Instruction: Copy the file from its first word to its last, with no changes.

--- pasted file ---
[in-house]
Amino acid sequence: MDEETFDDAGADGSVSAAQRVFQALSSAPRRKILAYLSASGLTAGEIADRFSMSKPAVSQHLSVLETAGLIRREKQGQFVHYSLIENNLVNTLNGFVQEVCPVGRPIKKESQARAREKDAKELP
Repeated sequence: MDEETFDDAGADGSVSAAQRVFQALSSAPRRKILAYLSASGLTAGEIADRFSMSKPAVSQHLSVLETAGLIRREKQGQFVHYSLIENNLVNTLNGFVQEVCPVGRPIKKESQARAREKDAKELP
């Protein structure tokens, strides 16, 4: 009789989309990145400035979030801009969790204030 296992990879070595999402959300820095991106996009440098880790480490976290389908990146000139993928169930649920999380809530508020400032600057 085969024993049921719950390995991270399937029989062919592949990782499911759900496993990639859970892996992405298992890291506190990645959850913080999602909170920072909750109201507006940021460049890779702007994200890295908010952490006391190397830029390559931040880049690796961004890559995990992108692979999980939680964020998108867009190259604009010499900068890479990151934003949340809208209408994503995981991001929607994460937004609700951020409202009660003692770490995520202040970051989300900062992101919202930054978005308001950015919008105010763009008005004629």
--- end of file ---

[in-house]
Amino acid sequence: MDEETFDDAGADGSVSAAQRVFQALSSAPRRKILAYLSASGLTAGEIADRFSMSKPAVSQHLSVLETAGLIRREKQGQFVHYSLIENNLVNTLNGFVQEVCPVGRPIKKESQARAREKDAKELP
Repeated sequence: MDEETFDDAGADGSVSAAQRVFQALSSAPRRKILAYLSASGLTAGEIADRFSMSKPAVSQHLSVLETAGLIRREKQGQFVHYSLIENNLVNTLNGFVQEVCPVGRPIKKESQARAREKDAKELP
């Protein structure tokens, strides 16, 4: 009789989309990145400035979030801009969790204030 296992990879070595999402959300820095991106996009440098880790480490976290389908990146000139993928169930649920999380809530508020400032600057 085969024993049921719950390995991270399937029989062919592949990782499911759900496993990639859970892996992405298992890291506190990645959850913080999602909170920072909750109201507006940021460049890779702007994200890295908010952490006391190397830029390559931040880049690796961004890559995990992108692979999980939680964020998108867009190259604009010499900068890479990151934003949340809208209408994503995981991001929607994460937004609700951020409202009660003692770490995520202040970051989300900062992101919202930054978005308001950015919008105010763009008005004629």